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A randomized controlled field trial of a novel trimethoprim-sulfadiazine oral suspension for treatment of Streptococcus equi subsp zooepidemicus infection of the lower respiratory tract in horses

Scott R. McClure DVM, PhD1, Robbin Koenig PhD2, and Peggy Anne Hawkins DVM, MS3
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  • 1 Department of Veterinary Clinical Sciences, College of Veterinary Medicine, Iowa State University, Ames, IA 50010
  • | 2 Biotechnical Services Inc, 4610 W Commercial Dr, North Little Rock, AR 72116
  • | 3 Aurora Pharmaceutical LLC, 1196 Hwy 3 S, Northfield, MN 55057

Abstract

Objective—To evaluate the effectiveness of a novel trimethoprim-sulfadiazine oral suspension for the treatment of naturally acquired Streptococcus equi subsp zooepidemicus infection in horses.

Design—Randomized, controlled field trial.

Animals—180 horses with S equi subsp zooepidemicus infection.

Procedures—Horses with lower respiratory tract infections caused by S equi subsp zooepidemicus were treated with a new formulation of combined trimethoprim-sulfadiazine oral suspension at a dosage of 24 mg/kg (10.9 mg/lb) twice daily for 10 days (treatment group) or with an equivalent volume of saline (0.9% NaCl) solution (placebo group). Response to treatment, including clinical signs and fecal consistency scores, was assessed twice daily. Any adverse effects were recorded. The primary outcome variable was clinical response; the secondary outcome variable was eradication of S equi subsp zooepidemicus on study day 17 as determined by bacteriologic culture of repeated transtracheal-wash specimens.

Results—Of the 119 horses allocated to the treatment group, 69 (58%) had a positive clinical response. A significantly smaller proportion of horses in the placebo group (9/61 [15%]) had a positive clinical response. By day 5, 25 of 61 (41%) placebo horses had been withdrawn from the study because of negative clinical response, compared with only 10 of 119 (8.4%) treated horses. By day 10, 28 of 61 (46%) placebo horses had been withdrawn because of negative clinical response, compared with only 13 of 119 (11%) treated horses. There were few adverse events associated with the trimethoprim-sulfadiazine suspension. There were no significant differences in fecal consistency scores between treatment and placebo groups.

Conclusions and Clinical Relevance—The new oral suspension administered at 24 mg/kg twice daily effectively treated the clinical signs of S equi subsp zooepidemicus lower respiratory infection in horses and eliminated the organism from the respiratory tract. Adverse effects were minimal.

Abstract

Objective—To evaluate the effectiveness of a novel trimethoprim-sulfadiazine oral suspension for the treatment of naturally acquired Streptococcus equi subsp zooepidemicus infection in horses.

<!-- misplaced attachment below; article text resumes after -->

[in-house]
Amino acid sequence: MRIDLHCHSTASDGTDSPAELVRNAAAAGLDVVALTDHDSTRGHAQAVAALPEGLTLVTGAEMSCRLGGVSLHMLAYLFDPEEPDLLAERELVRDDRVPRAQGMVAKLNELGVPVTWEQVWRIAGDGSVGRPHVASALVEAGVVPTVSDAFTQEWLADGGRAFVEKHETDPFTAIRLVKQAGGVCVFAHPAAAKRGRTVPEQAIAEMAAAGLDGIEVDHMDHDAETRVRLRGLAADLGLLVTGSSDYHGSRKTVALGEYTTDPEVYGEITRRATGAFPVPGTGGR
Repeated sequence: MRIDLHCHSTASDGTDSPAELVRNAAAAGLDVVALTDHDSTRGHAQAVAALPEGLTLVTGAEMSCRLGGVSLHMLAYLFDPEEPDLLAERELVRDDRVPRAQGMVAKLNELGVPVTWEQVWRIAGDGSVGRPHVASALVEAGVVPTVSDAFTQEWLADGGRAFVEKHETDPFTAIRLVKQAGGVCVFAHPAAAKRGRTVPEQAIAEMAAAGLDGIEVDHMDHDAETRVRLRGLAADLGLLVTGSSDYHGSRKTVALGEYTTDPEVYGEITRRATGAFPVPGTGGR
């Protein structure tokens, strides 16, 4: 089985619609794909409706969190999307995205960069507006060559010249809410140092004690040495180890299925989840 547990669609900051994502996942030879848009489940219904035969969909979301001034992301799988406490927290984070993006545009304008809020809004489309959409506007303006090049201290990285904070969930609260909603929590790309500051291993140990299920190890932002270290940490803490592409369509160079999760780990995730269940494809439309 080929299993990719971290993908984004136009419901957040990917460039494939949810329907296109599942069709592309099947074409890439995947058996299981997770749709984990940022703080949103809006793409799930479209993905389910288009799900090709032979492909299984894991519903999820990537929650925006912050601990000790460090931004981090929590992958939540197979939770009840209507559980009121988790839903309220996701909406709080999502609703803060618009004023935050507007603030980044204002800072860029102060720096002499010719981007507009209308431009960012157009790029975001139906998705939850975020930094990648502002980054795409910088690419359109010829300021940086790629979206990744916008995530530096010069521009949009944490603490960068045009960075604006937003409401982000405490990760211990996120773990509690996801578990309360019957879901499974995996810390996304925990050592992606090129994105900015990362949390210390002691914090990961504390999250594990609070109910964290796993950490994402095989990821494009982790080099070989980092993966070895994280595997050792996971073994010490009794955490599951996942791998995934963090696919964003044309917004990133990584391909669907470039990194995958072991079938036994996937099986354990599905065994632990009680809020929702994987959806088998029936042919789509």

Design—Randomized, controlled field trial.

Animals—180 horses with S equi subsp zooepidemicus infection.

Procedures—Horses with lower respiratory tract infections caused by S equi subsp zooepidemicus were treated with a new formulation of combined trimethoprim-sulfadiazine oral suspension at a dosage of 24 mg/kg (10.9 mg/lb) twice daily for 10 days (treatment group) or with an equivalent volume of saline (0.9% NaCl) solution (placebo group). Response to treatment, including clinical signs and fecal consistency scores, was assessed twice daily. Any adverse effects were recorded. The primary outcome variable was clinical response; the secondary outcome variable was eradication of S equi subsp zooepidemicus on study day 17 as determined by bacteriologic culture of repeated transtracheal-wash specimens.

Results—Of the 119 horses allocated to the treatment group, 69 (58%) had a positive clinical response. A significantly smaller proportion of horses in the placebo group (9/61 [15%]) had a positive clinical response. By day 5, 25 of 61 (41%) placebo horses had been withdrawn from the study because of negative clinical response, compared with only 10 of 119 (8.4%) treated horses. By day 10, 28 of 61 (46%) placebo horses had been withdrawn because of negative clinical response, compared with only 13 of 119 (11%) treated horses. There were few adverse events associated with the trimethoprim-sulfadiazine suspension. There were no significant differences in fecal consistency scores between treatment and placebo groups.

Conclusions and Clinical Relevance—The new oral suspension administered at 24 mg/kg twice daily effectively treated the clinical signs of S equi subsp zooepidemicus lower respiratory infection in horses and eliminated the organism from the respiratory tract. Adverse effects were minimal.

Supplementary Materials

    • Supplementary Online Content (PDF 740 kb)

Contributor Notes

Presented at the 60th Annual Convention of the American Association of Equine Practitioners, Salt Lake City, Utah. December, 2014.

Supported by Aurora Pharmaceutical LLC.

The authors thank Drs. Craig R. Reinemeyer, Gary W. White, Breck D. Hunsaker, and Kent Haden for contributing cases to the study.

Address correspondence to Dr. McClure (mcclures@iastate.edu).